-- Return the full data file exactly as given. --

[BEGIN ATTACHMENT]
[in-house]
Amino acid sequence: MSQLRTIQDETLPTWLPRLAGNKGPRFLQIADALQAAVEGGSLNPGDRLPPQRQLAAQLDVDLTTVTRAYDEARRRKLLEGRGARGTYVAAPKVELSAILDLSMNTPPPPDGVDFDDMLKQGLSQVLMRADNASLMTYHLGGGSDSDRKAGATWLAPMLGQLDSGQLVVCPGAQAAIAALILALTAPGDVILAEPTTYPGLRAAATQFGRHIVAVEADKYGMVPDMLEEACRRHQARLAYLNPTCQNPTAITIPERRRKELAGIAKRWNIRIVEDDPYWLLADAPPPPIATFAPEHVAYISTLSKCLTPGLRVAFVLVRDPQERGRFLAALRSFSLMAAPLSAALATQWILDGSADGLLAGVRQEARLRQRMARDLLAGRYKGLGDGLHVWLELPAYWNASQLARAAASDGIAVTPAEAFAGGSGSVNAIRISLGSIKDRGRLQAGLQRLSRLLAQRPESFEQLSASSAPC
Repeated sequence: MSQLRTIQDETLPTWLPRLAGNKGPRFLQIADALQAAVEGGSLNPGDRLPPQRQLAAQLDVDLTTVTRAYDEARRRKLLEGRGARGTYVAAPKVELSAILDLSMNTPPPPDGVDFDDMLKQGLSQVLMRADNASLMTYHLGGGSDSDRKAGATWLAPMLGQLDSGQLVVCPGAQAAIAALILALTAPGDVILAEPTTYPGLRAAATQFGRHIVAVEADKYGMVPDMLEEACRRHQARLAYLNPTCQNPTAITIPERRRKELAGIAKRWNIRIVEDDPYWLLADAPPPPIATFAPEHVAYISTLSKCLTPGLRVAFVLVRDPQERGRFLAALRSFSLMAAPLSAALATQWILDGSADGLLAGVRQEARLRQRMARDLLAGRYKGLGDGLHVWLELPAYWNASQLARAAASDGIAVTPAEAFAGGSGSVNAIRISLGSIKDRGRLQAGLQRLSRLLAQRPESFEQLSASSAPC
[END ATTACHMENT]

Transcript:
[in-house]
Amino acid sequence: MSQLRTIQDETLPTWLPRLAGNKGPRFLQIADALQAAVEGGSLNPGDRLPPQRQLAAQLDVDLTTVTRAYDEARRRKLLEGRGARGTYVAAPKVELSAILDLSMNTPPPPDGVDFDDMLKQGLSQVLMRADNASLMTYHLGGGSDSDRKAGATWLAPMLGQLDSGQLVVCPGAQAAIAALILALTAPGDVILAEPTTYPGLRAAATQFGRHIVAVEADKYGMVPDMLEEACRRHQARLAYLNPTCQNPTAITIPERRRKELAGIAKRWNIRIVEDDPYWLLADAPPPPIATFAPEHVAYISTLSKCLTPGLRVAFVLVRDPQERGRFLAALRSFSLMAAPLSAALATQWILDGSADGLLAGVRQEARLRQRMARDLLAGRYKGLGDGLHVWLELPAYWNASQLARAAASDGIAVTPAEAFAGGSGSVNAIRISLGSIKDRGRLQAGLQRLSRLLAQRPESFEQLSASSAPC
Repeated sequence: MSQLRTIQDETLPTWLPRLAGNKGPRFLQIADALQAAVEGGSLNPGDRLPPQRQLAAQLDVDLTTVTRAYDEARRRKLLEGRGARGTYVAAPKVELSAILDLSMNTPPPPDGVDFDDMLKQGLSQVLMRADNASLMTYHLGGGSDSDRKAGATWLAPMLGQLDSGQLVVCPGAQAAIAALILALTAPGDVILAEPTTYPGLRAAATQFGRHIVAVEADKYGMVPDMLEEACRRHQARLAYLNPTCQNPTAITIPERRRKELAGIAKRWNIRIVEDDPYWLLADAPPPPIATFAPEHVAYISTLSKCLTPGLRVAFVLVRDPQERGRFLAALRSFSLMAAPLSAALATQWILDGSADGLLAGVRQEARLRQRMARDLLAGRYKGLGDGLHVWLELPAYWNASQLARAAASDGIAVTPAEAFAGGSGSVNAIRISLGSIKDRGRLQAGLQRLSRLLAQRPESFEQLSASSAPC